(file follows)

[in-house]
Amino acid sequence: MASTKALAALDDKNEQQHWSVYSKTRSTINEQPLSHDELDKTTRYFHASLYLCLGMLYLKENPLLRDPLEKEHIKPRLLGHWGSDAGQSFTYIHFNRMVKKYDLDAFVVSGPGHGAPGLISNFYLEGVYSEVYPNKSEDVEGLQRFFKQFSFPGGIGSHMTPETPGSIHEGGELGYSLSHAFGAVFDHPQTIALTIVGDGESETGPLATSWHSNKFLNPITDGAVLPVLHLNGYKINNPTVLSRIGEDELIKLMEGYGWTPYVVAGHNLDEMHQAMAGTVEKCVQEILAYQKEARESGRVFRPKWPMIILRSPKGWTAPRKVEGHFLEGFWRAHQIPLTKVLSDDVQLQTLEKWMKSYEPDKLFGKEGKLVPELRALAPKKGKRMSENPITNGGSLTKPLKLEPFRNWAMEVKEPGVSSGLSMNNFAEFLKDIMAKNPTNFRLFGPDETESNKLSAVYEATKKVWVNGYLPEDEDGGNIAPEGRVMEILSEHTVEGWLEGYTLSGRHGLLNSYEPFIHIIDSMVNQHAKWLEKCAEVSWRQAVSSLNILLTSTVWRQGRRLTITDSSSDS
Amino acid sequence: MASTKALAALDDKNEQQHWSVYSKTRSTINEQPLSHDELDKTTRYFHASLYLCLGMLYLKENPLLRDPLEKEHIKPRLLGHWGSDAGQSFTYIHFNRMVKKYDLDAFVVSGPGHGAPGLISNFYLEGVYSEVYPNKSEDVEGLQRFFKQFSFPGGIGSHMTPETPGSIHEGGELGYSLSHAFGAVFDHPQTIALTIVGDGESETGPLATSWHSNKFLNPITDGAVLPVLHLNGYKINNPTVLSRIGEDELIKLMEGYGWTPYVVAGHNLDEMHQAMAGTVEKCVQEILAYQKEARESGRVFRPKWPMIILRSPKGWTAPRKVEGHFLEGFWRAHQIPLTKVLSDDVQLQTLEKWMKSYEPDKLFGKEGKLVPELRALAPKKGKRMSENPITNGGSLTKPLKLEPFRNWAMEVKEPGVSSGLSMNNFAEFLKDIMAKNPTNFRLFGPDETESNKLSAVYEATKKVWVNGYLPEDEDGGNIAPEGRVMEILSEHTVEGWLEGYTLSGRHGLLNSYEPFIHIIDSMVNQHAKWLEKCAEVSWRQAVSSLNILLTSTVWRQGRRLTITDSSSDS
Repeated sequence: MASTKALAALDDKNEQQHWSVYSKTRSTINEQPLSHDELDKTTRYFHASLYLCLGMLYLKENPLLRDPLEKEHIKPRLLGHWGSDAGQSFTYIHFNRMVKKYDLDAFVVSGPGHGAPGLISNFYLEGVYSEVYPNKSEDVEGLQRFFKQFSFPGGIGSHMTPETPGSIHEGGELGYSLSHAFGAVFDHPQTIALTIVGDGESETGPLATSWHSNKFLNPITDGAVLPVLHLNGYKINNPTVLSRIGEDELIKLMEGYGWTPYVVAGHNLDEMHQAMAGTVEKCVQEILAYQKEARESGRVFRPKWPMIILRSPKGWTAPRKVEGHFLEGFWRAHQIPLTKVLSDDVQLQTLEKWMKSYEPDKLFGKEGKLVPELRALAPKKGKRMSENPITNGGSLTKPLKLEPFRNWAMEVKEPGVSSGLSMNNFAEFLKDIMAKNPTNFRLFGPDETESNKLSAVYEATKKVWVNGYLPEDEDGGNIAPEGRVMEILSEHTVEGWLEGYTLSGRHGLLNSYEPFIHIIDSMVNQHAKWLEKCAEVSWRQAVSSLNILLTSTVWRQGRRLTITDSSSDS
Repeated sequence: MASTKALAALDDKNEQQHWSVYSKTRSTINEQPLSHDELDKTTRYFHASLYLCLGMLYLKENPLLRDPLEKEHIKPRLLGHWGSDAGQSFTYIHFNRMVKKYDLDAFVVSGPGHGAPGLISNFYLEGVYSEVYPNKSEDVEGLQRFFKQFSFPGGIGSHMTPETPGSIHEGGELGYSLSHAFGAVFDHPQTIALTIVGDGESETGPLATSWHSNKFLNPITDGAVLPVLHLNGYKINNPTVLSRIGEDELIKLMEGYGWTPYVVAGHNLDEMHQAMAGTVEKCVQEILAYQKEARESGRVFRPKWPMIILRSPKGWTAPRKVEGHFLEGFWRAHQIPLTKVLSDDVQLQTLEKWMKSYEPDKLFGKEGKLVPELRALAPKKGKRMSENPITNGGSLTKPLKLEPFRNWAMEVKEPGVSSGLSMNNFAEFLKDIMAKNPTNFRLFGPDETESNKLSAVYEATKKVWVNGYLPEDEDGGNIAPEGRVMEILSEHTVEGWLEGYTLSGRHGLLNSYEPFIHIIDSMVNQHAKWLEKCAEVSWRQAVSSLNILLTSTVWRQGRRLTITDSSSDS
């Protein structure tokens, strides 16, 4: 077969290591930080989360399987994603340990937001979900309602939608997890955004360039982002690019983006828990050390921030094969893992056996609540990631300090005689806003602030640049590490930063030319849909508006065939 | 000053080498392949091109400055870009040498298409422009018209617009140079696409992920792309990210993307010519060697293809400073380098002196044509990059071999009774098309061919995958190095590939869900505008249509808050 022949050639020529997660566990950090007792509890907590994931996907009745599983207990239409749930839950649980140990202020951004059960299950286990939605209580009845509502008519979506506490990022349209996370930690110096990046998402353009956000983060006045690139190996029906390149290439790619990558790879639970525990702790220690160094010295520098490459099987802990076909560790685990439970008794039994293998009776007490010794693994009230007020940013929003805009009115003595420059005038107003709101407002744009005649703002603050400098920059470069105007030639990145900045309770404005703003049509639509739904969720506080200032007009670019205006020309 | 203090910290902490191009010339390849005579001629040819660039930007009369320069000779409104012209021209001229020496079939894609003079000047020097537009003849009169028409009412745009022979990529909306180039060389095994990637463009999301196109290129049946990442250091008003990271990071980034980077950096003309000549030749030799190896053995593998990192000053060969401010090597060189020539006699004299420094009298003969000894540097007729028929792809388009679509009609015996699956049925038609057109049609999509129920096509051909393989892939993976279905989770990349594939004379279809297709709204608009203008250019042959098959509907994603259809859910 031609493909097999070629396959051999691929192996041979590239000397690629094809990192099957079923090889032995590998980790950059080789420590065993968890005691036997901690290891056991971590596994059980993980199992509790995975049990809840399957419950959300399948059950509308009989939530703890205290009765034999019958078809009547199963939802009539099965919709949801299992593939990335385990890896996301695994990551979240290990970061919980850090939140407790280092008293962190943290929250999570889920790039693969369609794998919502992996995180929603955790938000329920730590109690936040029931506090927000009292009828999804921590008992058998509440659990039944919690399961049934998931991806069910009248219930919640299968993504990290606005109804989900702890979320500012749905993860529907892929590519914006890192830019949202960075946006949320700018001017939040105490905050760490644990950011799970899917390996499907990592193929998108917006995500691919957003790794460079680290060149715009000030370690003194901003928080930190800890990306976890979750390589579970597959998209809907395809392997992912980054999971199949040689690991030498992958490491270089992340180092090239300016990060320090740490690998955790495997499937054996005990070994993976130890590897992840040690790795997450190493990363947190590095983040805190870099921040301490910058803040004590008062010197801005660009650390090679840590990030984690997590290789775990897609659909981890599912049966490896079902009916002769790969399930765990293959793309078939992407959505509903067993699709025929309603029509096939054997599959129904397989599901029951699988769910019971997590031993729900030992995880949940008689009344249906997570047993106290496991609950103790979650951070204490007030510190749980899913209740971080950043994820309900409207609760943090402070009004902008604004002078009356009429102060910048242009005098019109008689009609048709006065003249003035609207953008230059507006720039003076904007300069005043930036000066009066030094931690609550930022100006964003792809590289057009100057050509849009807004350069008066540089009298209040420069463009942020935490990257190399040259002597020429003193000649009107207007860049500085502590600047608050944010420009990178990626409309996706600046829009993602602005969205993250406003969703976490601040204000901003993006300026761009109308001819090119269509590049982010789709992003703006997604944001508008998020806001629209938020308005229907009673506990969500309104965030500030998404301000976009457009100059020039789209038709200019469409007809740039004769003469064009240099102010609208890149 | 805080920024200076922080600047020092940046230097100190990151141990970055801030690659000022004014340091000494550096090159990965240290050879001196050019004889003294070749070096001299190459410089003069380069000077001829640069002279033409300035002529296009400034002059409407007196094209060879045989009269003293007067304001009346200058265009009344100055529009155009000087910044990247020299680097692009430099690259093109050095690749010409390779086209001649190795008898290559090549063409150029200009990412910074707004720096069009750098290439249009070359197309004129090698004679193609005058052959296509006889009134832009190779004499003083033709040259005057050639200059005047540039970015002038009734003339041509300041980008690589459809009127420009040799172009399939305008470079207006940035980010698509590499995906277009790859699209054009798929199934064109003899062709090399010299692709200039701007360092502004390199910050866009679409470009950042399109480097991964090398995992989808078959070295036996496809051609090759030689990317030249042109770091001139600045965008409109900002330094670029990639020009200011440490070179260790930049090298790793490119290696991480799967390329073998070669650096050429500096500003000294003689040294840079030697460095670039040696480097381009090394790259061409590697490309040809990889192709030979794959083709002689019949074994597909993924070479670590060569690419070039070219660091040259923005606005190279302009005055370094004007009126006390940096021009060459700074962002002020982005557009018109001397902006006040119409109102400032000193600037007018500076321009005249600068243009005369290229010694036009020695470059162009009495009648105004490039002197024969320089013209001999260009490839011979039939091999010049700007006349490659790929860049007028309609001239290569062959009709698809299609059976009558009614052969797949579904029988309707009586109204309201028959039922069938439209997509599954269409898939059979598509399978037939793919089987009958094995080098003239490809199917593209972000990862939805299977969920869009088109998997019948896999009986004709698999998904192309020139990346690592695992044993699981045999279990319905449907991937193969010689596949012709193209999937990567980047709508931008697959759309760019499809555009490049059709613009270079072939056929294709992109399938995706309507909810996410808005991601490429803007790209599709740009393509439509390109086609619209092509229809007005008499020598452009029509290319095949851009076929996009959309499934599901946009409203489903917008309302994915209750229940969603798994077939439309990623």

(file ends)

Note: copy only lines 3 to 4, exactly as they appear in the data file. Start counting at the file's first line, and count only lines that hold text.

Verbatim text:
Amino acid sequence: MASTKALAALDDKNEQQHWSVYSKTRSTINEQPLSHDELDKTTRYFHASLYLCLGMLYLKENPLLRDPLEKEHIKPRLLGHWGSDAGQSFTYIHFNRMVKKYDLDAFVVSGPGHGAPGLISNFYLEGVYSEVYPNKSEDVEGLQRFFKQFSFPGGIGSHMTPETPGSIHEGGELGYSLSHAFGAVFDHPQTIALTIVGDGESETGPLATSWHSNKFLNPITDGAVLPVLHLNGYKINNPTVLSRIGEDELIKLMEGYGWTPYVVAGHNLDEMHQAMAGTVEKCVQEILAYQKEARESGRVFRPKWPMIILRSPKGWTAPRKVEGHFLEGFWRAHQIPLTKVLSDDVQLQTLEKWMKSYEPDKLFGKEGKLVPELRALAPKKGKRMSENPITNGGSLTKPLKLEPFRNWAMEVKEPGVSSGLSMNNFAEFLKDIMAKNPTNFRLFGPDETESNKLSAVYEATKKVWVNGYLPEDEDGGNIAPEGRVMEILSEHTVEGWLEGYTLSGRHGLLNSYEPFIHIIDSMVNQHAKWLEKCAEVSWRQAVSSLNILLTSTVWRQGRRLTITDSSSDS
Repeated sequence: MASTKALAALDDKNEQQHWSVYSKTRSTINEQPLSHDELDKTTRYFHASLYLCLGMLYLKENPLLRDPLEKEHIKPRLLGHWGSDAGQSFTYIHFNRMVKKYDLDAFVVSGPGHGAPGLISNFYLEGVYSEVYPNKSEDVEGLQRFFKQFSFPGGIGSHMTPETPGSIHEGGELGYSLSHAFGAVFDHPQTIALTIVGDGESETGPLATSWHSNKFLNPITDGAVLPVLHLNGYKINNPTVLSRIGEDELIKLMEGYGWTPYVVAGHNLDEMHQAMAGTVEKCVQEILAYQKEARESGRVFRPKWPMIILRSPKGWTAPRKVEGHFLEGFWRAHQIPLTKVLSDDVQLQTLEKWMKSYEPDKLFGKEGKLVPELRALAPKKGKRMSENPITNGGSLTKPLKLEPFRNWAMEVKEPGVSSGLSMNNFAEFLKDIMAKNPTNFRLFGPDETESNKLSAVYEATKKVWVNGYLPEDEDGGNIAPEGRVMEILSEHTVEGWLEGYTLSGRHGLLNSYEPFIHIIDSMVNQHAKWLEKCAEVSWRQAVSSLNILLTSTVWRQGRRLTITDSSSDS